Queen Creek shopping supports community

Queen Creek Town Center is home to the mom-and-pop shops that keep the rural feel of the community intact, locals say. (File)

From saving time to helping pay for the Town of Queen Creek’s services, shopping local is important, both customers and business people say.

Juneau, Alaska resident Aubrey Moran, who has been living in Globe and comes to Queen Creek once a week to visit his children, sees the attraction to shop local.

“I’m from a small town, but I totally understand,” he said. “If you buy stuff online, it don’t go back into the cities or the towns and then this town starts suffering radically, but it’s also where you spend your money too,” Mr. Moran said.

“I like Queen Creek. I actually like the environment out here. It’s very pretty,” he said. “And I shop. I don’t just sit here. I’ve gone all the way through here.”

He prefers mom-and-pop shops to big-box stores.

“It’s like small stores, small towns, small businesses, new ideas, new stores, trying new places, you know? Never be afraid to shop at a new store, a new market … because they can be providing something new or different,” he said.

Henry W. Jenkins

“The community can only thrive and grow with local support,” Henry Jenkins of Queen Creek, who teaches Taekwondo martial arts and is an online tutor in accounting and business management, said.

“More services, more opportunities for employment and hopefully better quality of life. Having moved here from Los Angeles to retire, small community is preferred,” he said.

Shop QC

The town offers a Shop Queen Creek program — also known as Shop QC — where more than 160 registered businesses are shown on the town’s website. There is no cost to register a business at QueenCreek.org/ShopQC.

Doreen Cott

Benefits for being registered with Shop QC include the listing on the town’s website, promotional support through the town’s social media channels and access to a variety of marketing and promotional opportunities, Doreen Cott, the town’s economic development director, said.

“The Shop QC program provides an opportunity to support local businesses while also encouraging residents to keep their sales tax dollars in Queen Creek,” she said.

“Residents should shop local to support Queen Creek businesses while also supporting town programs and services,” Ms. Cott said.

Sales tax revenues help fund town programs and services such as public safety, roadway improvements, and parks and recreation programs. Sales tax is the largest contributor to the town’s operating revenues, representing 35% of the 2019-20 operating budget, she said.

The city sales tax is projected to bring in $21,335,300 in fiscal year 2019-20, with $18,807,642 generated in 2018-19. State sales tax is projected to provide $4,490,100 in 2019-20, with $3,871,400 received in 2018-19, according to a summary schedule of estimated revenues and expenditures/expenses at the town’s website.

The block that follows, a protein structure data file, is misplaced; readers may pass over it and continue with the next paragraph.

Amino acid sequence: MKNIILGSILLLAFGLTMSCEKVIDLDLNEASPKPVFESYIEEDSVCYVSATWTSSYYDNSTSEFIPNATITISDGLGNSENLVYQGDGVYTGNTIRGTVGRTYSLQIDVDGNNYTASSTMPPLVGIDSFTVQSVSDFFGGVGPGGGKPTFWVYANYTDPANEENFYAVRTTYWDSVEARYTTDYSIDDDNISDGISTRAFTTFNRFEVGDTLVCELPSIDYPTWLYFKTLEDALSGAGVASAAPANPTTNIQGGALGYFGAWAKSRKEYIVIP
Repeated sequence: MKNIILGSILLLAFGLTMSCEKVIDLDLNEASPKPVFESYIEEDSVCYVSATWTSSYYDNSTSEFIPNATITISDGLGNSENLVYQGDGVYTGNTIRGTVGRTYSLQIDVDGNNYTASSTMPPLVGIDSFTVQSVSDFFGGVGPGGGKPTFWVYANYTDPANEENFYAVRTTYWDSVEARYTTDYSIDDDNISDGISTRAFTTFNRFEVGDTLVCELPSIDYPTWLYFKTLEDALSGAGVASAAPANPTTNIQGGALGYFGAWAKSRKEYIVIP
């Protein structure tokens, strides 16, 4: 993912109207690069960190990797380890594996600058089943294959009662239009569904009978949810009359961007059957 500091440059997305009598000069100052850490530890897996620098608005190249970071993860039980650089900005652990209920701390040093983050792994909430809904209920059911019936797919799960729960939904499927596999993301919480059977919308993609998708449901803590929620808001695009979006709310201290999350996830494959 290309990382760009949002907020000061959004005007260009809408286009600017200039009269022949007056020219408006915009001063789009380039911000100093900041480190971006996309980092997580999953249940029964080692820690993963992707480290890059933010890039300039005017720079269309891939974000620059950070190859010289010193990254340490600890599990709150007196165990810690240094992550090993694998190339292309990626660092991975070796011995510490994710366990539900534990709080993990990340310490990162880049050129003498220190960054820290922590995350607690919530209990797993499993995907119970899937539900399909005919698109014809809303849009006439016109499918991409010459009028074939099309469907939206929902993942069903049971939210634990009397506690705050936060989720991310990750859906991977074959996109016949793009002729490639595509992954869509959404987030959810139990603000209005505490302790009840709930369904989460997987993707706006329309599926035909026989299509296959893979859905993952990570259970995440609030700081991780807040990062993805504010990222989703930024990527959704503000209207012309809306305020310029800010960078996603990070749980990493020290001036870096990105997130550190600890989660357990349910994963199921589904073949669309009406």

Keeping it local

Shopping at local businesses saves wear-and-tear on vehicles and is quicker than traveling out of town, a local resident said.

“Driving a distance is time-consuming and costly. And dangerous — you’re taking a chance when you are out there on that road; you know? If you have to go from here to Phoenix. That’s a distance,” Jane Lord, a seven-year resident of Queen Creek, said. “It’s good to help them so that the little town can continue to grow,” she said.

Erica Ballesteros

Shopping local is vital to how residents can individually and collectively aid in the development of the local economy, Erica Ballesteros of Queen Creek, who owns the training and development organization The Change Project, said.

“Especially with the raw costs of new construction and luring larger companies out to build out in the Queen Creek area, the more we shop local, the more we directly contribute to accelerating our overall growth and success as a town, and future development opportunities to follow,” she said.

“With so many families commuting long hours to larger corporations in Phoenix, Tempe and Scottsdale, if we can continue to illustrate our desire to contribute to a healthy and booming economy locally, we will draw attention to the value and benefits of larger organizations to want to invest in new development here,” Ms. Ballesteros said.

“This will only have a trickle effect on creating a better quality of life for our families if we can reduce commuting hours and increase work/life balance. With all of the added stress and pressures many families face today, it sure would create a positive impact going forward even if we can take acts like this of choosing to shop local,” she said.

Shopping locally can create jobs in the community, another local business owner said.

Denalee Karr

“There are many reasons for residents to shop locally. When residents shop locally, not only are they potentially supporting their family, friend or neighbor’s business, but local business owners are often more engaged in their community, develop better customer relationships, create more jobs and influence the unique culture of the town,” Denalee Karr, owner of Jabz Boxing Queen Creek, said.

“Local businesses also contribute more to the area’s economy through dollars spent on purchases, wages paid and local non-profit donations. Local businesses are an absolutely necessary component of a community’s economic base,” she said.

Editor Richard Dyer can be contacted via e-mail at rdyer@newszap.com or at twitter.com/rhdyer or facebook.com/RichardDyerJournalist

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